Sharing again my appreciation for Cheryl Moore’s Unbound Boxes Limping Gods, an episodic science fiction saga where the focus is on the characters and narrative continuity, with the science and politics of this future Earth playing a crucial yet secondary role. The latest issue switches the first-person narration to a different character from the previous issue, and in just a couple hundred words the following information is conveyed:
The narrator, Alexand, is a fierce fighter who may have too much confidence in her abilities
She has just regained a device, called a writer, that allows her to teleport and/or communicate across great distances
Despite her anger and stubbornness, Alexand has great affection for her lover, Katherine
Alexand suffers from a disease that has a cure which is difficult to obtain
Katherine works in a laboratory, but can’t help with Alexand’s disease
Now that Alexand has her writer, she’s eager to see Katherine again but nervous over how she’ll be received
Alexand’s about to discover something about Katherine that she probably isn’t going to like
All this information is conveyed as the narrative shifts from a battlefront argument to an intimate encounter at a laboratory halfway across the world; it’s difficult to provide this amount of background detail while advancing a narrative at the same time, but the writing is more than up to the task. It’s an enjoyable series, each episode packed with enough information to get readers caught up if they’ve missed the past few episodes, and its unique narrative structure is fascinating to study.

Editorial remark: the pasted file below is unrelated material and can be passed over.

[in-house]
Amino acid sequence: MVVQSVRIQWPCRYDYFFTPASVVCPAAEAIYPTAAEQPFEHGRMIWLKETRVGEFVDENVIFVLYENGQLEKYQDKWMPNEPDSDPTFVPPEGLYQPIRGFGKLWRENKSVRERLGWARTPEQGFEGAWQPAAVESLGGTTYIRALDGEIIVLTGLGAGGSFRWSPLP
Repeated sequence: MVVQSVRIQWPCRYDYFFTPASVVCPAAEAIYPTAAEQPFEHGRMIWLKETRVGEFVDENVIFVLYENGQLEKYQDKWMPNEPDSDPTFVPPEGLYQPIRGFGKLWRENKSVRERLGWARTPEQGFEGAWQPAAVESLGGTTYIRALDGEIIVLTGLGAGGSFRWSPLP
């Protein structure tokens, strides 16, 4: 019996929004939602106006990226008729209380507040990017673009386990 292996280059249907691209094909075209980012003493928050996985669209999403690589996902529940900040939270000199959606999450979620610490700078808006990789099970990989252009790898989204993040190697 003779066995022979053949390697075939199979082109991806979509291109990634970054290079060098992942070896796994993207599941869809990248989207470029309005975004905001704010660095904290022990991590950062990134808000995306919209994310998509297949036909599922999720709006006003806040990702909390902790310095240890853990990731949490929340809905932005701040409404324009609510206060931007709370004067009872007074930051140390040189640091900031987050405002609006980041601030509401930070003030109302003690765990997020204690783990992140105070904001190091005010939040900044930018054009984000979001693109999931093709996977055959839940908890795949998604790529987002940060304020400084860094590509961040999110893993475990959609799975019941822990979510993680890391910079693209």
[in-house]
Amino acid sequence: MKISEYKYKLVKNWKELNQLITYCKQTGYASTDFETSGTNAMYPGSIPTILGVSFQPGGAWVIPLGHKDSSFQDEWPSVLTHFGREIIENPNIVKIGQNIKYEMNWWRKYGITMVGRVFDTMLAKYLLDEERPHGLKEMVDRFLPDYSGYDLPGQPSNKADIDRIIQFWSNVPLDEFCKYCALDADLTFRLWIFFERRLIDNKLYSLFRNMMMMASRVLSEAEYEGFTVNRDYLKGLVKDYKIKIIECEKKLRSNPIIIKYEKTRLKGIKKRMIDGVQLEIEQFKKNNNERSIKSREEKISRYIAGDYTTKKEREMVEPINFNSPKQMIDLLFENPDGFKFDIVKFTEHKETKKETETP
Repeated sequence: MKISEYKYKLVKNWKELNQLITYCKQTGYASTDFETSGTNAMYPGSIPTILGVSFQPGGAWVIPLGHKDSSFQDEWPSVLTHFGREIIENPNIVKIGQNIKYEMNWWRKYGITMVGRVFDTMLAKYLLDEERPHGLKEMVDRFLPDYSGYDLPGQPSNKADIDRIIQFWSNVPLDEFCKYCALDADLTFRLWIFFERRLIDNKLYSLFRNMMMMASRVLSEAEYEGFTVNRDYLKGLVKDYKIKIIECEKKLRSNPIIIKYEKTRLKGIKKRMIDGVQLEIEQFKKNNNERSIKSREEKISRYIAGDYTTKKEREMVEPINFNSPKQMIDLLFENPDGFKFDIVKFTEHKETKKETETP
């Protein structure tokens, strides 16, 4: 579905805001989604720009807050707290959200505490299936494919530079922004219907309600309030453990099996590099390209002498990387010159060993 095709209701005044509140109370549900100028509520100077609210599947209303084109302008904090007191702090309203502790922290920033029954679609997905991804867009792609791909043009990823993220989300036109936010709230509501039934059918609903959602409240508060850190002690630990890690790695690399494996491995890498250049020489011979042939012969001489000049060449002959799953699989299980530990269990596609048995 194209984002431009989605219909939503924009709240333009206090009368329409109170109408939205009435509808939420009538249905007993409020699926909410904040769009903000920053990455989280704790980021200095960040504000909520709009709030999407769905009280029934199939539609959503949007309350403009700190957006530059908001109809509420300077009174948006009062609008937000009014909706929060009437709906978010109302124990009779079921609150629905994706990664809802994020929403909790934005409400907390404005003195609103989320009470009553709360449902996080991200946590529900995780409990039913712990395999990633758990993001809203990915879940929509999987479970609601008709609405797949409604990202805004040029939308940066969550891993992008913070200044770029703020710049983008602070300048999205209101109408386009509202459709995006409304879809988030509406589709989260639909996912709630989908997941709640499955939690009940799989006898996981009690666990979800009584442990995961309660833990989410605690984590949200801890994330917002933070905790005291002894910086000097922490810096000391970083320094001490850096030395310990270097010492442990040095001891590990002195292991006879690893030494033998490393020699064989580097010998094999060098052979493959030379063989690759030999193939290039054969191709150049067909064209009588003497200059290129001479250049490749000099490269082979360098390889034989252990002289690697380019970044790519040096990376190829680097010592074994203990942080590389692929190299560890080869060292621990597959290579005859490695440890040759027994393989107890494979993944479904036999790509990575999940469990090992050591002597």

When linking to another blog, I typically include an original work of fiction or (usually bad) poetry inspired by that link. Making an exception today, because the focus this time needs to remain on the source rather my own efforts.
Cheryl Moore writes an ongoing series of what she calls disconnected stories, assembled under the title Unbound Boxes Limping Gods. Each story is short (very lunch-break friendly) and strong enough to stand on its own, yet also has connections to a larger narrative. After finishing the most recent story, I found myself clicking through more episodes (each illustrated with a delightful pencil sketch), never attempting to proceed in a chronological fashion.
Cheryl’s blog is a fascinating experience, and is inspiring me to reconsider my strategy for drafting my novel. I occasionally pursue side projects, using characters and scenes from the main narrative in order to explore some idea or theme that interests me. Most of these side projects won’t make their way into the novel (although several were incorporated during the massive revision effort I undertook the previous two months), but they have been very productive. Yet lately these projects have been rather lengthy, taking a week or two to complete — too much effort, it seems, for what’s essentially scratch pad work.
These disconnected stories I’ve discovered have shown me a different approach — vignettes that can stand alone, yet provide connections to a lengthier work that readers can explore if they choose. Not sure I can pull off this technique with the expertise displayed in Unbound Boxes Limping Gods, but it’s an effort worth exploring.